Joshua Mitchell, professor of political theory at Georgetown University in Washington, DC, who also teaches at the university’s campus in Qatar, said progress toward healing and racial reconciliation is only going to come by following a Biblical model that stops scapegoating others.
“The great big mess we’re in has only a theological resolution,” he said. “Everywhere we look, we’re thinking about transgression and innocence, purity and stain. … We’re trying to establish who’s clean and who’s dirty.”
“Of course theologically, Christianity is concerned with this,” said Mitchell, who in addition to having chaired Georgetown’s Government department and serving as acting chancellor of The American University of Iraq, has also authored several books including Not by Reason Alone: Religion, History, and Identity in Early Modern Thought. He is currently writing a book entitled, Identity Politics: An American Awakening Without God and Without Forgiveness.
“Christianly speaking, we’re all the sons of Adam,” he said. “We’re all stained. It’s only through the One who is without spot and blemish that we can find purity.”
Mitchell said his main concern is understanding how “the fundamental theological language—which alone can heal us –has somehow moved out of the churches proper” and entered politics.
“The term ‘racism’ is everywhere and it’s almost not useful,” said Mitchell. “We have to recover the theological language that’s adequate to the problem” to really understand racism and white supremacy in America.
“It strikes me that what’s going on theologically … is scapegoating, and that’s of course out of [the Old Testament book of] Leviticus,” he said. “The community, in order to be purged, in order to be cleansed, has to have a scapegoat unto which they put all the transgressions, and then they march the goat out. That’s in the Hebrew Bible.”
“The Christian formulation is that … there is a divine scapegoat who takes away the sins of the world,” said Mitchell. “And the question is, so how much of a revolution is this? I think Christianity instigates the most powerful revolution that’s ever been known.”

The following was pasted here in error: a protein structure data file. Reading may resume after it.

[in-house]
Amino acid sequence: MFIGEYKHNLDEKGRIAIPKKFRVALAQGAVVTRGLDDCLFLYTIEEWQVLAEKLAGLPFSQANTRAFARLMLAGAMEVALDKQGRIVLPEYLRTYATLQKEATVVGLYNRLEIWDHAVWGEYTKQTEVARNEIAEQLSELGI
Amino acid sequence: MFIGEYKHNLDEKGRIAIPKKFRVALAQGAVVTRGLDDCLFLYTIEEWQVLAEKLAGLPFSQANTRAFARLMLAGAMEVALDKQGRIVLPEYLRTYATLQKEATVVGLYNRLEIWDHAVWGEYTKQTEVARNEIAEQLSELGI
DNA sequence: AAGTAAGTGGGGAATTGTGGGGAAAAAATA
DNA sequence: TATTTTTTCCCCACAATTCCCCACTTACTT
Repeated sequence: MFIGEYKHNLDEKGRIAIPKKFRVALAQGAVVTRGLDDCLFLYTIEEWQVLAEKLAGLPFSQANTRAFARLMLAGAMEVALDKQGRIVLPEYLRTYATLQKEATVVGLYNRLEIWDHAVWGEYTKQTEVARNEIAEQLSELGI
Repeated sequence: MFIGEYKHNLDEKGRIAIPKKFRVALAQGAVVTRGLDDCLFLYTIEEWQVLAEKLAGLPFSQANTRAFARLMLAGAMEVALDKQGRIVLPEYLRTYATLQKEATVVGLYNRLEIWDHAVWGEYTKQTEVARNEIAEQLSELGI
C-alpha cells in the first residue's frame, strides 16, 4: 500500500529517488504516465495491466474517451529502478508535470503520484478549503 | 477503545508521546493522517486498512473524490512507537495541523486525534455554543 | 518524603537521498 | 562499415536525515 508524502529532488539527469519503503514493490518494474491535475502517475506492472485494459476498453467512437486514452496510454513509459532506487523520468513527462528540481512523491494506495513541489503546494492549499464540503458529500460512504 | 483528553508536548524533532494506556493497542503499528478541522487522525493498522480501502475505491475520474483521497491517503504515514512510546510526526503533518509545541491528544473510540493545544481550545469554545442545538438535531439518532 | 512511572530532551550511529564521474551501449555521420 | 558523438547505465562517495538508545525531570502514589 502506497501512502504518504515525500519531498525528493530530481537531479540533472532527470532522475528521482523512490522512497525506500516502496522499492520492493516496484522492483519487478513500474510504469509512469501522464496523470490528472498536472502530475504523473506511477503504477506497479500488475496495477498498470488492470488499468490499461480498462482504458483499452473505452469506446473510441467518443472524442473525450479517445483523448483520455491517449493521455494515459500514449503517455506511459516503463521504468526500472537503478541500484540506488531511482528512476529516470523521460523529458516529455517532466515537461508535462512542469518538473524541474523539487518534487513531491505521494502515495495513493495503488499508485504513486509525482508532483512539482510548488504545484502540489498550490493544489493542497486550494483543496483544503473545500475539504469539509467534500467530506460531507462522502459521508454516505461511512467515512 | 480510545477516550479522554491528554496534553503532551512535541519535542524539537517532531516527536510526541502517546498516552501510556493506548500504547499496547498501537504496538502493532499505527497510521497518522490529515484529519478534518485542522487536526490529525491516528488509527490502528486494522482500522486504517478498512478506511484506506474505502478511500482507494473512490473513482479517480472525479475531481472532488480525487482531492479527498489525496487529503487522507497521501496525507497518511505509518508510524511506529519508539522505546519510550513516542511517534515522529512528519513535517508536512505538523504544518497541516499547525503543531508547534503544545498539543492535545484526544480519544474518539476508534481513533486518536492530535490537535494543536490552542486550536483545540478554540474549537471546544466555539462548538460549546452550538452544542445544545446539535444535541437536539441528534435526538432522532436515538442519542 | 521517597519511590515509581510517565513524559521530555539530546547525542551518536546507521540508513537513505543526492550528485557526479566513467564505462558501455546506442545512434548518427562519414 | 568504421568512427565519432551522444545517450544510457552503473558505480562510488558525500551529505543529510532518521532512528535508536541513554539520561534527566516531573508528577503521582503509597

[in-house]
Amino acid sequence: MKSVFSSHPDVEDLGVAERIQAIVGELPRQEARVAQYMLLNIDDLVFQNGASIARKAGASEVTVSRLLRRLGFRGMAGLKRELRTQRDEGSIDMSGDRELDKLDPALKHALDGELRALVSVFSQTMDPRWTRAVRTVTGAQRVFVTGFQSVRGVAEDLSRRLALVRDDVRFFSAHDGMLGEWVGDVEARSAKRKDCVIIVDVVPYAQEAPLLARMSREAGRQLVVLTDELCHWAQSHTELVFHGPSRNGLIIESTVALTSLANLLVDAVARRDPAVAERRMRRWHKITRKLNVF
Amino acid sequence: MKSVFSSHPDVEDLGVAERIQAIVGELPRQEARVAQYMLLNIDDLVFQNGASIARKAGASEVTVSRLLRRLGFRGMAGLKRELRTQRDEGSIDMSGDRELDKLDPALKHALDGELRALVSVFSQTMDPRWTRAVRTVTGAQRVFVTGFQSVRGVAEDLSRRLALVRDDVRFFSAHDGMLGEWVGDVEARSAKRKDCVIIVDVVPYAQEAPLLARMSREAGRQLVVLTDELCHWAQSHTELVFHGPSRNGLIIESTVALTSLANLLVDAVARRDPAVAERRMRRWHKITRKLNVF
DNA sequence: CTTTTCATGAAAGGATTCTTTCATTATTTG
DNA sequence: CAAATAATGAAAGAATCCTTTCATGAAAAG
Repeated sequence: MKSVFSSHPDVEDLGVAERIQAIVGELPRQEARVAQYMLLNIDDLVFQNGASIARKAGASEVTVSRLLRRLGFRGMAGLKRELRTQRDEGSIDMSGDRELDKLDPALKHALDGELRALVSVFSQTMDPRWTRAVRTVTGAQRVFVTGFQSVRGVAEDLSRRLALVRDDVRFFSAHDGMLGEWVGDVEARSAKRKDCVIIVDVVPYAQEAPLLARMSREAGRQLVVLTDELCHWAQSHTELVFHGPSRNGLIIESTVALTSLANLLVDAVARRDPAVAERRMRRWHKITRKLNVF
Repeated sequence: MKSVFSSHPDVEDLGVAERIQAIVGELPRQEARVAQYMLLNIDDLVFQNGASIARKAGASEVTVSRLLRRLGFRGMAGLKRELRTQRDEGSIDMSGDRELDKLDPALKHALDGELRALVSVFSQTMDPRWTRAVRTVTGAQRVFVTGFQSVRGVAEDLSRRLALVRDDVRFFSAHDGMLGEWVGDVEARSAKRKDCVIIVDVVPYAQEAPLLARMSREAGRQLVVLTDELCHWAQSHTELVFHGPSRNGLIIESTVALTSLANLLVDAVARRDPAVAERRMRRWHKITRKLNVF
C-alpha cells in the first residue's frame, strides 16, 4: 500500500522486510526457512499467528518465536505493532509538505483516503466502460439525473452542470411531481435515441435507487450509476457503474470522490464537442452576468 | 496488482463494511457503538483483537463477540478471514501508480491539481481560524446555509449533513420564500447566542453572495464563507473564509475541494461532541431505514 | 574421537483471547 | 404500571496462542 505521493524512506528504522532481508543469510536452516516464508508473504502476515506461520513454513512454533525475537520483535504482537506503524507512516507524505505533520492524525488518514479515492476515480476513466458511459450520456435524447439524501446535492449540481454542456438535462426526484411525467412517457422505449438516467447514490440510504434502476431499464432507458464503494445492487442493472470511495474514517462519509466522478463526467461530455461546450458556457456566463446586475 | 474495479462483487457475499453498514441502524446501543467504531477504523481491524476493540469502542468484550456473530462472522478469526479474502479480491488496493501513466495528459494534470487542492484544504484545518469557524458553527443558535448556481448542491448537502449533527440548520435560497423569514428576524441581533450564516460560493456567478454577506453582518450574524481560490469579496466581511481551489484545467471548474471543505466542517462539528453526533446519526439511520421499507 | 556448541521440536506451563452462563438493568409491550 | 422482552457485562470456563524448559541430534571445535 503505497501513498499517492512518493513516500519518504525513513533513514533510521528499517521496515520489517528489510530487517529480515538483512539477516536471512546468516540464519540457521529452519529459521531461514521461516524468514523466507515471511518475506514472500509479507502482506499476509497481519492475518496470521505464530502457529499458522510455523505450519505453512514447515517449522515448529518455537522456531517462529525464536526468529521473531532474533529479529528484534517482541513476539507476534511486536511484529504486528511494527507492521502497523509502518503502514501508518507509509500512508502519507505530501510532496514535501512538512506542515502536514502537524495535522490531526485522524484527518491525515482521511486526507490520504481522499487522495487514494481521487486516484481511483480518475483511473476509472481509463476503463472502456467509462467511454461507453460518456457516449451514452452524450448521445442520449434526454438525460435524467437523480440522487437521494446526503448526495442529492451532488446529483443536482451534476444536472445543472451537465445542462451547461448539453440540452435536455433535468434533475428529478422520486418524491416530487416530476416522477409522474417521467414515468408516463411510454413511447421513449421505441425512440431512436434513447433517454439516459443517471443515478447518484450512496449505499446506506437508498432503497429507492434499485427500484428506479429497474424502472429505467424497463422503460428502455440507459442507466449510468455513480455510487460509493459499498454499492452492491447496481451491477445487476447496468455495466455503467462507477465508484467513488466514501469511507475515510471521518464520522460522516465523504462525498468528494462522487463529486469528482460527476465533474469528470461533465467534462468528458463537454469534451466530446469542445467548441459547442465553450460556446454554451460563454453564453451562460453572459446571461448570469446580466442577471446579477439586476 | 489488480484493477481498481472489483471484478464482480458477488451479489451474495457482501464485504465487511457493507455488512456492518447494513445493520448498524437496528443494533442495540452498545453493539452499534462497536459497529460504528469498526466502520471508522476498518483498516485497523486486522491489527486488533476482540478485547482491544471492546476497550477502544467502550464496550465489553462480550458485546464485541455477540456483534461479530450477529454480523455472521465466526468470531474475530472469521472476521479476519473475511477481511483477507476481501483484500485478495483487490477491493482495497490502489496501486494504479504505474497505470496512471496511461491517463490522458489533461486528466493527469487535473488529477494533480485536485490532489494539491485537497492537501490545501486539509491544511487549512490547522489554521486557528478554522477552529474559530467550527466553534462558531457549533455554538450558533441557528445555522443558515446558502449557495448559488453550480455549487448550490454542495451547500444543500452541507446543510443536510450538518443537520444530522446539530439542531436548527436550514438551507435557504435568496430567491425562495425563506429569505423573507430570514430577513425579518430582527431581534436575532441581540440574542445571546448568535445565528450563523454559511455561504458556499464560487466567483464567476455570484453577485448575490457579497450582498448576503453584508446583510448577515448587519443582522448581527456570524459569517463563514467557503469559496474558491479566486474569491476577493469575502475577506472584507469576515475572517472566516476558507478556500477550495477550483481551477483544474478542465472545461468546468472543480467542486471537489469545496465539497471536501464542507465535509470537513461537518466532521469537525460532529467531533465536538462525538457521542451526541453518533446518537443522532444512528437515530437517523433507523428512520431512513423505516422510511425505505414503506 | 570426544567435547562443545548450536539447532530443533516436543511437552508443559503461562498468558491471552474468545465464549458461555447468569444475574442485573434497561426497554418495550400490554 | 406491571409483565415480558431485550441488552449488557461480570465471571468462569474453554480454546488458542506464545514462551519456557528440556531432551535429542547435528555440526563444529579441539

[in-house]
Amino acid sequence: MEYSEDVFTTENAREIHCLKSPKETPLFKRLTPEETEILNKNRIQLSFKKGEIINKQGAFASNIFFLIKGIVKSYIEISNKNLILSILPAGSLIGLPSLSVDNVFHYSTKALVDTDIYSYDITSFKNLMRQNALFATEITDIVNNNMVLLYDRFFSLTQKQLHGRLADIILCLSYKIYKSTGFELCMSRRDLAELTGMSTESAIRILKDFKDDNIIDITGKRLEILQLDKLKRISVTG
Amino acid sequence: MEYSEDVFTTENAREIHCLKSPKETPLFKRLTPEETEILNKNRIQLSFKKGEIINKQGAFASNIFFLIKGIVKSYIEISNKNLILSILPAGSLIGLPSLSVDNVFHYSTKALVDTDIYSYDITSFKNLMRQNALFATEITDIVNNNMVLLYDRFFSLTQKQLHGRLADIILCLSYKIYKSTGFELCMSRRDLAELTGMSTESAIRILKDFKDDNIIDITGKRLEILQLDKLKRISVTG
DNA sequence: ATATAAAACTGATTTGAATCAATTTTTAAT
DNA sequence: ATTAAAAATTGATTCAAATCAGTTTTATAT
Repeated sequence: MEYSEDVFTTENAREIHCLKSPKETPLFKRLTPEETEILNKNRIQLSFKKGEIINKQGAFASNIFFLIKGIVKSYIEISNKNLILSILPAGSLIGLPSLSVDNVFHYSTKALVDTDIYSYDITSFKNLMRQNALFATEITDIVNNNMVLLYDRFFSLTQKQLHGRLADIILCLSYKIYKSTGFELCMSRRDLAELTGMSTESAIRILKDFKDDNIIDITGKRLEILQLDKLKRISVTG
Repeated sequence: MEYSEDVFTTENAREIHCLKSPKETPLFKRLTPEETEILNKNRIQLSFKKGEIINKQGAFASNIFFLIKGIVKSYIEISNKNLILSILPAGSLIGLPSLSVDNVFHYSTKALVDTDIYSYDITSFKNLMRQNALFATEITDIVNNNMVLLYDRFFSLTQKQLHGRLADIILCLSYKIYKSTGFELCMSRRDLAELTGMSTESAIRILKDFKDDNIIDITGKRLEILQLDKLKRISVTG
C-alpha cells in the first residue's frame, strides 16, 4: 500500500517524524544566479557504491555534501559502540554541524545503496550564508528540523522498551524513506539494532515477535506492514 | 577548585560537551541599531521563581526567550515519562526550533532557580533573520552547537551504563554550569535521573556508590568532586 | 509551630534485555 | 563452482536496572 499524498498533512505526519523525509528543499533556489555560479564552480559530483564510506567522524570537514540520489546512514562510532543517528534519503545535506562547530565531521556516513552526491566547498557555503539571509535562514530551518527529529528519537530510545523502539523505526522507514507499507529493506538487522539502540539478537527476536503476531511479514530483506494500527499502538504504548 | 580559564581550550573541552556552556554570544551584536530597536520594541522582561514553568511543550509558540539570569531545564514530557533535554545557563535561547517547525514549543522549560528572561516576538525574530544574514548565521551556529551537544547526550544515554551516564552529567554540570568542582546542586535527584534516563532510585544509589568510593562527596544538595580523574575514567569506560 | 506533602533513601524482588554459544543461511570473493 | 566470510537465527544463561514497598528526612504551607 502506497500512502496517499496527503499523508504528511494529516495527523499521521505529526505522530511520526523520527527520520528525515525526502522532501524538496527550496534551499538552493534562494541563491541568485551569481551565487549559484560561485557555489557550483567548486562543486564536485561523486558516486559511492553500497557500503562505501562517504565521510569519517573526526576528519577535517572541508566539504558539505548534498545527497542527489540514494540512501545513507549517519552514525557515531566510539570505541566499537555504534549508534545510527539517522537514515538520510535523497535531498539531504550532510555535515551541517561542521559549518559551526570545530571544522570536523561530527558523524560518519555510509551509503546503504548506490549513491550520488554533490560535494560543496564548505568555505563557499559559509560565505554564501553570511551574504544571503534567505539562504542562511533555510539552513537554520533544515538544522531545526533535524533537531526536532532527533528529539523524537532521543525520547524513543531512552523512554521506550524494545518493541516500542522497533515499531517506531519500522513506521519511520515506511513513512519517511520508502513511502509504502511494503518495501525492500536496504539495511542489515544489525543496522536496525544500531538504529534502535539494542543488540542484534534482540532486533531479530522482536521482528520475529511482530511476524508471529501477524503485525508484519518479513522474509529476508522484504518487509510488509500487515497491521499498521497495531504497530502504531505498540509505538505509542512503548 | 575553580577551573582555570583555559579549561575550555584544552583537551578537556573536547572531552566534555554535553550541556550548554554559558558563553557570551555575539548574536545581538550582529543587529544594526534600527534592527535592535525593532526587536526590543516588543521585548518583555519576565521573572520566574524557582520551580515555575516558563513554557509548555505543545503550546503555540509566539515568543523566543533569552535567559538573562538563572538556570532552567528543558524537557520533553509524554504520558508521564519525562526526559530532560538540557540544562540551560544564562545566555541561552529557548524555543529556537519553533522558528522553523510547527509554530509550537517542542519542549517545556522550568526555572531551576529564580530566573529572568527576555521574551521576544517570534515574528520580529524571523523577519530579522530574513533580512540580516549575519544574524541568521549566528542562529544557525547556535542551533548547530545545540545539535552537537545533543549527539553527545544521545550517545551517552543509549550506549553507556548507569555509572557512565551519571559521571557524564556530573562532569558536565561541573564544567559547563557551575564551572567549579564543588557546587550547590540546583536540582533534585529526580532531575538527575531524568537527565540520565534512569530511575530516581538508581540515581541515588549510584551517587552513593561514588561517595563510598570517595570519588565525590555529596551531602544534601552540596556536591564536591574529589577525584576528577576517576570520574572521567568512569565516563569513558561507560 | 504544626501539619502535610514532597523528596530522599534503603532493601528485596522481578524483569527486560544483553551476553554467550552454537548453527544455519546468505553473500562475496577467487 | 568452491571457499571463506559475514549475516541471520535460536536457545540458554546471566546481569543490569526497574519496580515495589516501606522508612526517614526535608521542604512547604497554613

Mitchell said the primitive phenomenon of purging, scapegoating, and racism, is a failed group mentality that will replace the Christian response if the theological language is not asserted and modeled.
“The Christian understands that there’s no group purging that can possibly make you clean … because there’s something already in us [original sin] that can only be redeemed by the sacrifice of God the Son,” said Mitchell. “So the only possible antidote to this scapegoating that we’re seeing within identity politics, on the left and the right, is recognizing that we’re always already broken, that not by purging another group can we be redeemed, but rather by recognizing that this was already done for us.”
Without Christianity “we can’t meet each other as persons,” said Mitchell. “We can only meet each other as groups; and because groups are always going to want to look for redemption by purging, it’s either a mortal kind of purging or a divine purging—those are our only two alternatives,” he said. “Christian churches have to … go back to this divine formulation, and that’s the only way out of this.”
Sheryl Henderson Blunt is a former senior writer for Christianity Today and a Robert Novak Journalism Fellowship Alumna whose articles and reporting have appeared in Congressional Quarterly, The Philanthropy Roundtable, The American Spectator, The Weekly Standard, and other publications.